VESPER is a unique 2022 sci-fi movie that just came out on video. I never heard of it before but it looked cool, so I rented it. And my hunch was right – it was cool, so now I’m telling you about it. That’s how it works.
It’s a gloomy but hopeful small scale post-apocalyptic tale in an interesting reality. It features dystopian wealth disparity in the tradition of LAND OF THE DEAD, ELYSIUM or FURY ROAD, but in a world that seems a little more influenced by NAUSICAÄ OF THE VALLEY OF THE WIND. At some point in the past there was an ecological crisis, and scientists tried to stave it off with genetic modification, but that backfired. Man-made viruses and plant species spread across the world, wiped out many people and animals, and made the earth useless for growing edible crops.
No problem. Word is oligarchs get to live comfortably in strange structures called citadels, even having manufactured clones called “Jugs” as their loyal servants. But we stay with the poor as they try to survive out in the mud, trading scarce commodities to the citadels for seeds that the fuckers genetically modified to only yield one harvest. Like copy protection.
The protagonist is a 13-year-old girl named Vesper (Rafiella Chapman, MISS PEREGRINE’S HOME FOR PECULIAR CHILDREN) who lives in a house out in the woods with her dad, Darius (Richard Brake, THE MUNSTERS). Darius is paralyzed and voiceless, but can speak to Vesper and accompany her in the outside world through a small floating drone with a face crudely drawn onto it. It’s her dad but it comes across as her sad-sack robot companion. Even though the face kinda looks like Kool-Aid Man.
Vesper seems to be some kind of prodigy – she has to know how to maintain and repair the collection of pumps, valves and generators that keep her father alive, and her passion is using imaginatively futuristic lab equipment to study samples of plants and bugs and try to find the secret to unlocking the seeds to basically save the world from rich assholes.
At times it seems like it could be a family friendly adventure, but it’s really not – the dangers are even more upsetting to think about than to watch. Vesper has an uneasy alliance with her uncle Jonas (Eddie Marsan, WRATH OF MAN), who runs a farm settlement with a bunch of creepy boys who don’t mind beating up a little girl, and whose blood he sells to the Citadel for God knows what. Jonas is one of those guys who speaks like he’s trying to sound friendly and reasonable but knows that you know he’s an absolutely irredeemable creep. Still, Vesper is brave enough to sneak in and steal seeds or equipment from him. She also doesn’t seem too afraid of roaming weirdos called Pilgrims, who are silent and weir strange veils and drag around all the junk they find. (Her mom left to join them a year ago. There seems to be debate as to whether they’re a cult or are infected by a virus.)
One day some strange dragonfly-like vehicles fly over the area, and one of them crashes. Vesper finds a survivor, Camellia (Rosy McEwen), and brings her home to nurse back to health. She’s from the citadel, and seems very ignorant of life on the outside, and clueless about her privilege. But there’s more to her story than she reveals at first, and she’s also nice to Vesper and claims she can bring her to the citadel and share their great resources with her.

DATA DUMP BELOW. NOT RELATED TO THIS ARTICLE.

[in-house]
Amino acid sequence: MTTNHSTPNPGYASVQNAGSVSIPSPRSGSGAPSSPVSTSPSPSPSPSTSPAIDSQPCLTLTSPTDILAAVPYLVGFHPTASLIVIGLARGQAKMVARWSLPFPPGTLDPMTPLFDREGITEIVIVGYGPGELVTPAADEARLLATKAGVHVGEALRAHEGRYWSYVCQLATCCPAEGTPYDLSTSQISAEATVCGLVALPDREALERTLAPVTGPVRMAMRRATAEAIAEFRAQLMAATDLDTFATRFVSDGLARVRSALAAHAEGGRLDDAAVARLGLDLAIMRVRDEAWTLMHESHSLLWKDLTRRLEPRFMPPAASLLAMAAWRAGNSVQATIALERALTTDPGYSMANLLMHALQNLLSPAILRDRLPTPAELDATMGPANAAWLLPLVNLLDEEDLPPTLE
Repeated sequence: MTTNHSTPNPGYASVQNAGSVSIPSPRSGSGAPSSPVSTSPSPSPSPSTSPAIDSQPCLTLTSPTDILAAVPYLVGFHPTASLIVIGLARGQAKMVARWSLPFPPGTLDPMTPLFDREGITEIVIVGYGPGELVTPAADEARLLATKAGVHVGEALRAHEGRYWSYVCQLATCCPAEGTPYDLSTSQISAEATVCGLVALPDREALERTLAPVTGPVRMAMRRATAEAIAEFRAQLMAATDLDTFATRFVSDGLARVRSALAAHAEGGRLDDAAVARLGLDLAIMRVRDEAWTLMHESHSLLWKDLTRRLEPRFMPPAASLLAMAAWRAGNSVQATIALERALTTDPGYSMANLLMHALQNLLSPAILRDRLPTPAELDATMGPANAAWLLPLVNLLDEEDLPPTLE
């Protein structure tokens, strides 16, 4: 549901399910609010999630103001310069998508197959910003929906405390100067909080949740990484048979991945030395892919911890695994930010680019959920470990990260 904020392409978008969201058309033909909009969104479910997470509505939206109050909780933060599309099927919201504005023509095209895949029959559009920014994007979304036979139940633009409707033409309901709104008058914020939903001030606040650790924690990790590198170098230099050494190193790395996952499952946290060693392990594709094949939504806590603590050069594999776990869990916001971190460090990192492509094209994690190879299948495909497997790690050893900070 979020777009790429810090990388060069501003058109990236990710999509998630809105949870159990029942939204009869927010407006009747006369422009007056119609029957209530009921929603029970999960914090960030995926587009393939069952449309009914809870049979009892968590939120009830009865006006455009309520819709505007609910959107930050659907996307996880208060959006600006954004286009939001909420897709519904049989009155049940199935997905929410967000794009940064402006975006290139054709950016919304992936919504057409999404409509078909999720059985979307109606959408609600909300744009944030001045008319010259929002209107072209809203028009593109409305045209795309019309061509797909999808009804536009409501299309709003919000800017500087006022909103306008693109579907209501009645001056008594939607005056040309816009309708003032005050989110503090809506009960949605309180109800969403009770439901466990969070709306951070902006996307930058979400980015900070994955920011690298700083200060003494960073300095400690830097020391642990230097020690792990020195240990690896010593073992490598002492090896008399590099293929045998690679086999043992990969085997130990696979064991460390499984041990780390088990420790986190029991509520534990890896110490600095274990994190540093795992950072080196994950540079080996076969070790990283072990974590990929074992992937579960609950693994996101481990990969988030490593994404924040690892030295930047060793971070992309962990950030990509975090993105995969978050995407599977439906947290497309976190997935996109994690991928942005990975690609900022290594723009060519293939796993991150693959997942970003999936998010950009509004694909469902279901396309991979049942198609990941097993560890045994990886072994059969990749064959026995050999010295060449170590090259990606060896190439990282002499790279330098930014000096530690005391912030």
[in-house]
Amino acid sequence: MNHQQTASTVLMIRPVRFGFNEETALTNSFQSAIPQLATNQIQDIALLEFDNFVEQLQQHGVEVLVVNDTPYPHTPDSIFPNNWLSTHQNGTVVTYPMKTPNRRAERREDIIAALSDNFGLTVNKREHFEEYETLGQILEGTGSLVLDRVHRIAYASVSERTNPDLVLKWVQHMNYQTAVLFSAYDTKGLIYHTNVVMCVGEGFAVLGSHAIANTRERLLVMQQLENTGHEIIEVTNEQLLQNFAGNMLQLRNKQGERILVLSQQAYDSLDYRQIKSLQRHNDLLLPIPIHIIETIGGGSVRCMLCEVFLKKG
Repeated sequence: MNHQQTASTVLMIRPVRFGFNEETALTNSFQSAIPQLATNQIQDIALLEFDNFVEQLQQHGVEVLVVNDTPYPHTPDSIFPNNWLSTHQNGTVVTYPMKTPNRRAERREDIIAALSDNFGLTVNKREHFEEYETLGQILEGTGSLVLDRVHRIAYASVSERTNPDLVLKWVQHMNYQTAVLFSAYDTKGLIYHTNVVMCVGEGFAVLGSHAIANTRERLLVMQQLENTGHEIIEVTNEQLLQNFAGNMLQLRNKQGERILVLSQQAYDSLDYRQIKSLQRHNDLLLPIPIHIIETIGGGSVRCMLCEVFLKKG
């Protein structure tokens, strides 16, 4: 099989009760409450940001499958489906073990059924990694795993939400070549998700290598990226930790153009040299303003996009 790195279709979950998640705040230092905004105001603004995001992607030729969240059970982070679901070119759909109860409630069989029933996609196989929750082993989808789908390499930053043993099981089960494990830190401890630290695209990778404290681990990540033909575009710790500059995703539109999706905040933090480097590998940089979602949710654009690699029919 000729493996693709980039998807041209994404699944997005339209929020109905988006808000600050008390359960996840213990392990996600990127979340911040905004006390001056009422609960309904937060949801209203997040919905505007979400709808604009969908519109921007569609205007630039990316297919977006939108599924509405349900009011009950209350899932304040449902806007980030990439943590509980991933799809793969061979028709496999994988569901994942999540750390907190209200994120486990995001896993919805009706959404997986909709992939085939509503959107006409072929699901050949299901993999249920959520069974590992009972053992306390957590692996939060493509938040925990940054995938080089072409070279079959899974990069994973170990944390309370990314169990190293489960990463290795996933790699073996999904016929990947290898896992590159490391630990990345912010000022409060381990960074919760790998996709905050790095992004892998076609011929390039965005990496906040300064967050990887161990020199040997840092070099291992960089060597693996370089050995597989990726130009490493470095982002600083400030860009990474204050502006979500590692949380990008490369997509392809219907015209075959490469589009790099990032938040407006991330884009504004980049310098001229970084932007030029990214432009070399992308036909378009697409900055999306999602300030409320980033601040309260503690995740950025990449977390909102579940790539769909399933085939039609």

One problem: motherfuckin Jonas. He finds the glider, with another injured survivor still inside, and kills him right in front of Vesper! And he figures out there was another passenger and starts sniffing around, figures out Vesper is hiding something. And he’s one of those most despicable of movie villains who’s a grown adult man who seems to see a young girl as his grudgingly respected adversary (see also: Matt Schulze in OUT OF REACH). This is low budget compared to most genre stuff we see in theaters (around $5 million) so it stays relatively confined in location and scope, and it doesn’t turn into an action movie or anything. But that makes the story feel fresh, and within these humble means it implies a really imaginative world. I love the idea of the drone, the abstract images Vesper’s machines show her in the cells of seeds, all the strange plants, trees that seem to breathe, and bio-organic technology like the membranes that attach like bandages and heal wounds, or the throbbing slimy thing that turns out to be inside Darius’ drone when Jonas opens it up to “repair” it. The details of the world and the design style remind me more of things I’ve seen in animation than in live action, but it has kind of a dour indie movie tone to it – a unique combination.
VESPER is directed by Kristina Buozyte & Bruno Samper (ABCs OF DEATH 2), who also get a story credit on the screenplay by Brian Clark (COMPULSION). Though it was filmed in Lithuania and the directors are Lithuanian and French respectively, they chose to shoot it in English for international appeal. They use some digital effects, but on location, no green screen, which I think is wise at this budget. It has a very grounded, lived-in feel to it despite the fantastical elements.
As has long been a staple in science fiction, the premise uses a little anti-science paranoia. Just as radiation never really gave us giant crabs, I don’t personally believe genetically modified vegetables are likely to fuck over the world. But rich people controlling crops for pure greed and hoarding, or creating a class of subhumans for servitude – those parts sure do ring true. If human beings will jack up the price of medicine people need to survive, why wouldn’t they do those things? Of course they would. So it’s nice to see a plucky, innocent kid use her wits and talents to defeat them and create a better tomorrow.
VESPER is currently available on blu-ray, DVD, VOD, and streaming on AMC+.